This new publication by the UN-REDD Programme, entitled "The Business Case for Mainstreaming Gender in REDD+", sets out to demonstrate how integrating gender considerations in REDD+ planning makes good business sense. The “Business Case “ examines what gender equality and equity mean and entail for stakeholder engagement, land and resources tenure, multiple benefits of forests, benefit distribution systems, anti corruption efforts and inclusive growth and development. The report also examines why integrating gender considerations may increase efficiency, efficacy and sustainability, and proposes initial recommendations on how to do so.
The report, a working copy of which was released at COP17 in December 2011, highlights brief case studies showing, for example in India, how women’s participation has positively affected forest regeneration and the control of illicit grazing and felling; and how women’s engagement as decision-makers in executive committees, as is shown in an example in Nepal, can lead to increase in forest carbon stock, increased sequestration of carbon dioxide, as well as increase community income. Giving considerations to gender equality in REDD+, the report concludes, makes good business sense.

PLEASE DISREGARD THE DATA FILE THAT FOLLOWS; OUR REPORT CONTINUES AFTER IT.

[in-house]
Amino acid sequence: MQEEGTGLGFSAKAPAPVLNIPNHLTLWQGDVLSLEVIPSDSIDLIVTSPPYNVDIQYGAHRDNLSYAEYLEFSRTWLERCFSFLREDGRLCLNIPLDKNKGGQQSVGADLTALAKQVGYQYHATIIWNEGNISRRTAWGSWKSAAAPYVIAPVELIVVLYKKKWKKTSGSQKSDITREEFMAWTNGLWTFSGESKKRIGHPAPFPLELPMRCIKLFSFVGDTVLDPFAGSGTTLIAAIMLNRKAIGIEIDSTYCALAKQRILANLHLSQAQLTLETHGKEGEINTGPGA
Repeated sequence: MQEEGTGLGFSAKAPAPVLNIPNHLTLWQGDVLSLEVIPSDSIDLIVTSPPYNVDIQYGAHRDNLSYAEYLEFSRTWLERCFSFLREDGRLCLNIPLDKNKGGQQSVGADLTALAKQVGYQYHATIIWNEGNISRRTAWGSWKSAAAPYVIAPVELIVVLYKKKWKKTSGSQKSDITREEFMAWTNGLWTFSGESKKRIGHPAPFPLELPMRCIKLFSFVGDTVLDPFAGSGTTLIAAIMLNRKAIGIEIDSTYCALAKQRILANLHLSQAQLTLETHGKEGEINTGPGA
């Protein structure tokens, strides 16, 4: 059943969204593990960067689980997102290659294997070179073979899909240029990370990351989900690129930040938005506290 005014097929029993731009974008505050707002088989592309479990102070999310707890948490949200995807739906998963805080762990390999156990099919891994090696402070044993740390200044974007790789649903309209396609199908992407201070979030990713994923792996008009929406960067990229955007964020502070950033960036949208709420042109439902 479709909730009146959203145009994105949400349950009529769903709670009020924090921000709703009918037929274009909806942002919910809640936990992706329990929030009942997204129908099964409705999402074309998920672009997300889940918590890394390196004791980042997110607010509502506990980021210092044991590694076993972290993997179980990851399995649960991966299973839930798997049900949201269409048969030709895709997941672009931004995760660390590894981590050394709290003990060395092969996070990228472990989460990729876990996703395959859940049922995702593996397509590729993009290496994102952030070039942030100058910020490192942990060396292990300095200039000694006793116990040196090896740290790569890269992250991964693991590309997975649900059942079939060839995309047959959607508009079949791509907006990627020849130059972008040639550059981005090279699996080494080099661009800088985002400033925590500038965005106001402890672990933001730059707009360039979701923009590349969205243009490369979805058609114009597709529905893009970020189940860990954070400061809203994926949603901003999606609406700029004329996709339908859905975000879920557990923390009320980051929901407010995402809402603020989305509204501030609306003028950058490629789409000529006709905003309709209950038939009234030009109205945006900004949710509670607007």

Recommendations are structured around how to build the evidence base, build capacity and ensure that monitoring and evaluation plans include gender-sensitive indicators. These recommendations also point to various actions for different phases of REDD+.
Taking into account men and women’s different needs and knowledge will be key in promoting gender equality, and will require a willingness to experiment, a commitment to share best practices and lessons learned, and the opportunity to scale up. The UN-REDD Programme, in collaboration with UNDP’s gender group and other partners, will support these efforts.
The draft decision agreement on REDD+ resulting from the Durban UNFCCC negotiations in December 2011 notes the importance of "respect[ing] gender considerations" in systems to provide information on how REDD+ safeguards are respected.
Women and men’s specific roles, rights and responsibilities, as well as their particular use patterns and knowledge of forests, shape their experiences differently. Failure to understand these differences could lead to incomplete information on which to design REDD+ policies, and should be avoided through effective and meaningful participation of women. Gender equality is a human right, as set forth in the Convention on the Elimination of Discrimination Against Women and other international instruments.